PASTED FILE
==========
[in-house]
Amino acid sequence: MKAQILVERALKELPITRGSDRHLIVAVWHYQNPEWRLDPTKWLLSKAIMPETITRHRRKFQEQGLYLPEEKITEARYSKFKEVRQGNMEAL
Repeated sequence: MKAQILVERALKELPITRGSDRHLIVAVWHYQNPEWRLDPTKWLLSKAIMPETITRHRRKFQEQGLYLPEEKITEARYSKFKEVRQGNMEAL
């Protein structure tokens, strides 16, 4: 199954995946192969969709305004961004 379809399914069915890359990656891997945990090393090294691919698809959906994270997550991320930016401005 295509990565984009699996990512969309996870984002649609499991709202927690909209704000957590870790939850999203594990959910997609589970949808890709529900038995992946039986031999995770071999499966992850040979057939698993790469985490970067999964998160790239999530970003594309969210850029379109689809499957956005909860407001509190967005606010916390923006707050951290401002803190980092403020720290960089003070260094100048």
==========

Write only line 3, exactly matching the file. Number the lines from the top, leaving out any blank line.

Repeated sequence: MKAQILVERALKELPITRGSDRHLIVAVWHYQNPEWRLDPTKWLLSKAIMPETITRHRRKFQEQGLYLPEEKITEARYSKFKEVRQGNMEAL